According to an indictment unsealed last Thursday in Virginia federal court, four men have been charged with operating a kickback and bribery scheme that involved the Department of Defense’s Office of Inspector General and $15.7M in fraudulent payments, reports Law360.
William S. Wilson of Florida, 52, Timothy R. Donelson of Georgia, 56, Ronald A. Capallia of Alabama, 37 and 42-year-old employee of the Office of the Inspector General, Matthew Kekoa LumHo of Fairfax Station, were named as defendants in the indictment. Donelson and Capallia were employed at a telecommunications company that was awarded a contract entitled the Washington Interagency Telecommunications System, to provide data and voice services to the Department of Defense’s Office of Inspector General, reports Morningside Maryland.
Donelson awarded subcontracts to Wilson’s companies to provide information technology-related support, even though that was not their area of expertise. Wilson’s two companies were unnamed in the indictment but provided construction services related to the installation of fiber optic cables and cell phone towers, prior to the scheme. Donelson and Capallia were paid hundreds of thousands of dollars via false business invoice and payroll payments, vehicle payments, vacations and babysitting services for providing Wilson with special treatment in connection to the government contract, according to Law360.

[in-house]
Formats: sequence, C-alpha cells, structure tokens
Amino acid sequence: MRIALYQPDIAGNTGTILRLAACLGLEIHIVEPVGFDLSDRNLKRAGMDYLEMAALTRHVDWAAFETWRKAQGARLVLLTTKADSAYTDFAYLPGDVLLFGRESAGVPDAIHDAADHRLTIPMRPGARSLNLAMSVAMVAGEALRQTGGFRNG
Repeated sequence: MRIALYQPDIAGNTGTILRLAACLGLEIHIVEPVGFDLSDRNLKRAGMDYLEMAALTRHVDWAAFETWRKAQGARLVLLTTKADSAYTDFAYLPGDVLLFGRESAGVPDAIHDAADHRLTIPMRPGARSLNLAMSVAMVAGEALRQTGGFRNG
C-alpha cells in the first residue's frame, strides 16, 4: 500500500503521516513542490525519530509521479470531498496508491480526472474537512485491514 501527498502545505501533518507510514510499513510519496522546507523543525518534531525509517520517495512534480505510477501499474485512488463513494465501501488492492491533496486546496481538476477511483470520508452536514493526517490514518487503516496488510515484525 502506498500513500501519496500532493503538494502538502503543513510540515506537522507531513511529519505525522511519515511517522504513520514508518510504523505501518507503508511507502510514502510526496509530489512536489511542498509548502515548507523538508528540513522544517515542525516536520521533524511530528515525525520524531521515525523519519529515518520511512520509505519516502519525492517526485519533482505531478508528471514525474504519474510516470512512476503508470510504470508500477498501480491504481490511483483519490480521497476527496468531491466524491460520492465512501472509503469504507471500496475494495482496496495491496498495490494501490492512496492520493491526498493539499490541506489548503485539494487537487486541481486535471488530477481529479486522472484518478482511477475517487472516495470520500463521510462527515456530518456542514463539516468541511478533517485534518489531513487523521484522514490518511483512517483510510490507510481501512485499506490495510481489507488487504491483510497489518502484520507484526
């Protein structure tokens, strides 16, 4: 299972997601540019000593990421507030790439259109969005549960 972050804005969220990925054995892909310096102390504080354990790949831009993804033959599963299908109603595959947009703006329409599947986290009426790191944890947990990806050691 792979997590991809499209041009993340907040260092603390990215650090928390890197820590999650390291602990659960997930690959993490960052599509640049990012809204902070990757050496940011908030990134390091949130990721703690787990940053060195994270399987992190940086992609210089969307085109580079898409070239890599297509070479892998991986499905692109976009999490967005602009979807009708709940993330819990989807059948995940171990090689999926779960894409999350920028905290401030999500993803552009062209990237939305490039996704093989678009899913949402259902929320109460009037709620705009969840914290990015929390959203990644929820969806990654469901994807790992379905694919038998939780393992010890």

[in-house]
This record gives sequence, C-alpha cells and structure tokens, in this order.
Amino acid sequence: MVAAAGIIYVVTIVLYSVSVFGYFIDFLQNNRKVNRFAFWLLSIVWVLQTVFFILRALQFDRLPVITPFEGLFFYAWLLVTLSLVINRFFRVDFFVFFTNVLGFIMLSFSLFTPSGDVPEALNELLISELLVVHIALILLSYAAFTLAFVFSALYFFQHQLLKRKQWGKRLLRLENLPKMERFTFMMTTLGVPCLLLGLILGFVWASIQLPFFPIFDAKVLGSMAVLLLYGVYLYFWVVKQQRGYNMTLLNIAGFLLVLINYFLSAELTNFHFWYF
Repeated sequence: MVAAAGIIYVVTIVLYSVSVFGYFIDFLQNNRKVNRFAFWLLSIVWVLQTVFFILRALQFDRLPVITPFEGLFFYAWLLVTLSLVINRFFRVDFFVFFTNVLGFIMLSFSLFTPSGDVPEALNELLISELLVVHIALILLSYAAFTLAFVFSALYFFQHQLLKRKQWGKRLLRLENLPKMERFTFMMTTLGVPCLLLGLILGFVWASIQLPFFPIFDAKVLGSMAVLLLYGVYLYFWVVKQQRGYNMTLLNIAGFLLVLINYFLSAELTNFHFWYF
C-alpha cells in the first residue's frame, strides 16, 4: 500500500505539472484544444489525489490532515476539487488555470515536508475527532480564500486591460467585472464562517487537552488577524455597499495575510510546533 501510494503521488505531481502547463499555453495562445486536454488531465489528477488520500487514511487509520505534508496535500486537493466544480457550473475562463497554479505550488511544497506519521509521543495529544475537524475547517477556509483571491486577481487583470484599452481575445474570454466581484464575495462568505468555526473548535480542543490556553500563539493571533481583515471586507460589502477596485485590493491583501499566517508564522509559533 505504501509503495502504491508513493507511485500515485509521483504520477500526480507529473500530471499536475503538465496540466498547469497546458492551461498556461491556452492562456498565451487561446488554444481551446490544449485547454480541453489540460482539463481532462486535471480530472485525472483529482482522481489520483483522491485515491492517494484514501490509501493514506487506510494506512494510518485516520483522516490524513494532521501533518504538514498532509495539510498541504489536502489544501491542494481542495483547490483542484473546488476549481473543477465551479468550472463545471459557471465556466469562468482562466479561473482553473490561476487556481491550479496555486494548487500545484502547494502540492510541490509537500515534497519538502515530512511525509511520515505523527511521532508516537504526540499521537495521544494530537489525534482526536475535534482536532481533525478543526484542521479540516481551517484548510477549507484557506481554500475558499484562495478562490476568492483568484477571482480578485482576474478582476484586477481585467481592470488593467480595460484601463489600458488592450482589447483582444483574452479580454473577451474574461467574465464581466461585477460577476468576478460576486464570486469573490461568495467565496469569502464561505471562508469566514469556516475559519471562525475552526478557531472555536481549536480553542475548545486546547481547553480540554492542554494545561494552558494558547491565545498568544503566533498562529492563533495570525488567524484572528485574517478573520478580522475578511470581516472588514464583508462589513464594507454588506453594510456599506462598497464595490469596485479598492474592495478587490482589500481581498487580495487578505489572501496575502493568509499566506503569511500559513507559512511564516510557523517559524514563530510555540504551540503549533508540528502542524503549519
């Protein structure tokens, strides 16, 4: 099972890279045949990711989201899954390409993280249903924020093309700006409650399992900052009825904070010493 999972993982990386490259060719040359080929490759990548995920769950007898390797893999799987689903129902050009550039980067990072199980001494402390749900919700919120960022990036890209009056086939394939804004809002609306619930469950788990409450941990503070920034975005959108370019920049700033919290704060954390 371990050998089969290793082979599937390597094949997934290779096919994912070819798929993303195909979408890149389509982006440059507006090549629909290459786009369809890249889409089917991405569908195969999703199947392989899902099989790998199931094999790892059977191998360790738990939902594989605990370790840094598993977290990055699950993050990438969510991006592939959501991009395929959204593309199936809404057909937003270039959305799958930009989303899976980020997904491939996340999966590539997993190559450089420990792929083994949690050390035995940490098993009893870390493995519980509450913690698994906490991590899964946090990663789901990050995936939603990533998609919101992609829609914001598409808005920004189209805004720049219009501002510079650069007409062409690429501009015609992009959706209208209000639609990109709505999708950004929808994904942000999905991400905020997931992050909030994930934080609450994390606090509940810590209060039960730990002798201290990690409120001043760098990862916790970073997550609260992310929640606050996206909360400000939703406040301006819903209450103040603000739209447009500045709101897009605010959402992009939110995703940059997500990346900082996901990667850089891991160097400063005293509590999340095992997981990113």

Wilson also allegedly paid tens of thousands of dollars in bribes to LumHo, to issue fraudulent service orders filled by one of Wilson’s companies at inflated prices. The government was billed for supplies ordered from Wilson’s company. Allegedly, Wilson arranged for one of his firms to make payroll payments to LumHo’s father-in-law, who was never an employee.
In total, the ploy generated more than $15.7 million in revenue for Wilson’s companies and co-conspirators. All four men have been charged with wire fraud, and conspiracy to commit wire fraud, which hold a maximum sentence of 20 years in prison. Prosecutors said Wilson, Capallia and LumHo have been charged with False Claims Act violations; a maximum penalty of five years in prison. Wilson is charged with bribery and LumHo with accepting bribes, charges that both carry maximum penalties of 15 years in prison, reported Law360.
October 13, 2017